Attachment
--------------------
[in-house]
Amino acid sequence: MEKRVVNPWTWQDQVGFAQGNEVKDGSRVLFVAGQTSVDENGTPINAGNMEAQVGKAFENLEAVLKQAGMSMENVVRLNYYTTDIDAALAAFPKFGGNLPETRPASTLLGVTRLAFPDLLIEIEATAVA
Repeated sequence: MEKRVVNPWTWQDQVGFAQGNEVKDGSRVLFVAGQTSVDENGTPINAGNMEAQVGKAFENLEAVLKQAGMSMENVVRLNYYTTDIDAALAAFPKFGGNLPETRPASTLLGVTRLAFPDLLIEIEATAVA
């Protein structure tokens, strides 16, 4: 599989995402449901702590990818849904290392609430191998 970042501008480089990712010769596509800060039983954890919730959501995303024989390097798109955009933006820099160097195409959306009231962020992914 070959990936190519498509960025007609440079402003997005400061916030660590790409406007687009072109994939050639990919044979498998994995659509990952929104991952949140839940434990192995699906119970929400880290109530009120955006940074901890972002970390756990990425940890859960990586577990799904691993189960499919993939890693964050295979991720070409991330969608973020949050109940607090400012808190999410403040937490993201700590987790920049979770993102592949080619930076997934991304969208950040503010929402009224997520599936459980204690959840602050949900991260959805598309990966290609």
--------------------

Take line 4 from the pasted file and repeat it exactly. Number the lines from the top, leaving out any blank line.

């Protein structure tokens, strides 16, 4: 599989995402449901702590990818849904290392609430191998 970042501008480089990712010769596509800060039983954890919730959501995303024989390097798109955009933006820099160097195409959306009231962020992914 070959990936190519498509960025007609440079402003997005400061916030660590790409406007687009072109994939050639990919044979498998994995659509990952929104991952949140839940434990192995699906119970929400880290109530009120955006940074901890972002970390756990990425940890859960990586577990799904691993189960499919993939890693964050295979991720070409991330969608973020949050109940607090400012808190999410403040937490993201700590987790920049979770993102592949080619930076997934991304969208950040503010929402009224997520599936459980204690959840602050949900991260959805598309990966290609």